Take a look at these screen shots, all taken from various pregnancy related sites marketed towards pregnant people within 5 minutes of each other. Notice anything? Can you tell me, based on this information, when exactly early labor becomes active labor?
It’s a bit of a hot mess, isn’t it? There’s a reason for all this confusion!
When early obstetricians first set out to describe and define labor as a set of stages and phases, they basically divvied up the first stage of labor into roughly equal parts. Early labor was the first third (1-3 cm), Active Labor was the second third (4-6 cm) and Transition was the final third (7-10 cm). These divisions stuck around for decades. Eventually doctors formed professional organizations, which worked to bring some standards to the profession, including practice guidelines. And the practice guidelines for active labor said that if the cervix wasn’t dilating at least 1 cm per hour in the active phase, something was wrong and the doctor should consider doing a cesarean.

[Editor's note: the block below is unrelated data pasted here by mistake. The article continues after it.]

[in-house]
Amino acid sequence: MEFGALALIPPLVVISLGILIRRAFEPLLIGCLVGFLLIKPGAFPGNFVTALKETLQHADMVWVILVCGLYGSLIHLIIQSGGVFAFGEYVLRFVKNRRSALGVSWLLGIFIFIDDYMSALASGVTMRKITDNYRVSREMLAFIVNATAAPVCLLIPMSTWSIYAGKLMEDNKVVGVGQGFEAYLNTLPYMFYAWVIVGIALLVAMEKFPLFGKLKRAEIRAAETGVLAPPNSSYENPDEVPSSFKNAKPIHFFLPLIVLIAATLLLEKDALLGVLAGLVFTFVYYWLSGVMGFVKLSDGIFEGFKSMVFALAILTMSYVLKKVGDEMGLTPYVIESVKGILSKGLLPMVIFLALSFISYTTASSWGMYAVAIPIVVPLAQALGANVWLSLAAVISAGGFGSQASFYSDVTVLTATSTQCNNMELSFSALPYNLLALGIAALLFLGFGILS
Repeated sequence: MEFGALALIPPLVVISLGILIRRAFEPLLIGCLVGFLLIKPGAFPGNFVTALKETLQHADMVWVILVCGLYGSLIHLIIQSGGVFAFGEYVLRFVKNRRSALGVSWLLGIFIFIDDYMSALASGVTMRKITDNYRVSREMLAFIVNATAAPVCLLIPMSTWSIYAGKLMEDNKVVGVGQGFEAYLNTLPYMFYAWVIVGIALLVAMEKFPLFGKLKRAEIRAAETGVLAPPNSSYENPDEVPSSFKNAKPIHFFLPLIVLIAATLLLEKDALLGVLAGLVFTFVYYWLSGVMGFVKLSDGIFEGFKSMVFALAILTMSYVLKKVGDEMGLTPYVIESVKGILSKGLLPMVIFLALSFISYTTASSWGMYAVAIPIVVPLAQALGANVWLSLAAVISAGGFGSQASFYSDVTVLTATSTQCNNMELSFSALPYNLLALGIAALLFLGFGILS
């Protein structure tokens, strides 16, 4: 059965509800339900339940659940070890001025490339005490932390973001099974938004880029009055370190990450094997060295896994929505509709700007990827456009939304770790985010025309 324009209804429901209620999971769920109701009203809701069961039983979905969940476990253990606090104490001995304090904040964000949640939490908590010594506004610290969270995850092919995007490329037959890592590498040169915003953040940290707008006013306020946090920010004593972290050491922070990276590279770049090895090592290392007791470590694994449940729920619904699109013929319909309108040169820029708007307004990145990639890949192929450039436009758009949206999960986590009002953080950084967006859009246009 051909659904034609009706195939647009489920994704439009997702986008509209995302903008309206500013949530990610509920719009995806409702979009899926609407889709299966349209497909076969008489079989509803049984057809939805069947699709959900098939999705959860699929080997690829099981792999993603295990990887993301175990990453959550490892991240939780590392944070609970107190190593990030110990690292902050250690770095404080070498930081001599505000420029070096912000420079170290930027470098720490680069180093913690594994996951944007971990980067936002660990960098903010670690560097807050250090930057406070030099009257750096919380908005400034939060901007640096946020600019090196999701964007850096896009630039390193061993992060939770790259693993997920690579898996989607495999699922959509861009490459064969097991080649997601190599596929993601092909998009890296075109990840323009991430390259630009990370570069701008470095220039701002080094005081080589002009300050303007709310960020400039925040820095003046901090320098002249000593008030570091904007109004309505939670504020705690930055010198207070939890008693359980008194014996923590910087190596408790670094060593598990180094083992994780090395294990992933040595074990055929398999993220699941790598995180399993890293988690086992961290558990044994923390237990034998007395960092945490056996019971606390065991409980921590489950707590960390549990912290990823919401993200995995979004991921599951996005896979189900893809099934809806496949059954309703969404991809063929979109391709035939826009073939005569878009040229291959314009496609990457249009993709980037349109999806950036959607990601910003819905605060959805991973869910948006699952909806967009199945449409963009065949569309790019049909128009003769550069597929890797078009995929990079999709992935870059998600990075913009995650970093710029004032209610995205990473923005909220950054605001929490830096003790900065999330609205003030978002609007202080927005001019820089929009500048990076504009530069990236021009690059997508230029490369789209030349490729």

In 2011, with the cesarean rate approaching a third of all births, the American College of Obstetricians and Gynecologists and the Society for Maternal-Fetal Medicine got together to take a hard look at all this and see if there was something they could do about it. In 2014, they came out with a joint statement on the Safe Prevention of the Primary Cesarean Delivery. In this document, they outlined several recommended changes, things like more patience with prolonged pushing, reducing inductions before the EDD, and using doulas. The most striking change they made was they changed the definitions of the phases of the first stage of labor.
The statement itself just says that active labor should start when the cervix reaches 6 cm. Some people interpreted this as 6 cm is still early labor. Some (including me) read that as 6 cm as the start of active labor. It didn’t change anything about the other phases, but most places have interpreted the revised chart to be something like this, just dividing the remaining phases evenly:
Let’s be clear: actual human physiology did not change because these doctors voted to change the definition. The change was made to change the way people looked at what was happening. So previously if someone in labor remained at 5 cm for over an hour, it might have been considered “stalled labor” and a cause for cesarean. Now, since the standard for active labor doesn’t apply, that (surprisingly common) plateau at 5 cm is normal.
This seems to be working, at least a little. There was a minor downturn in cesarean rates in the years after the change. How it plays out long term remains to be seen.
Next week I’ll address an unintended side effect I’ve seen from this change and how you can navigate that in your birth.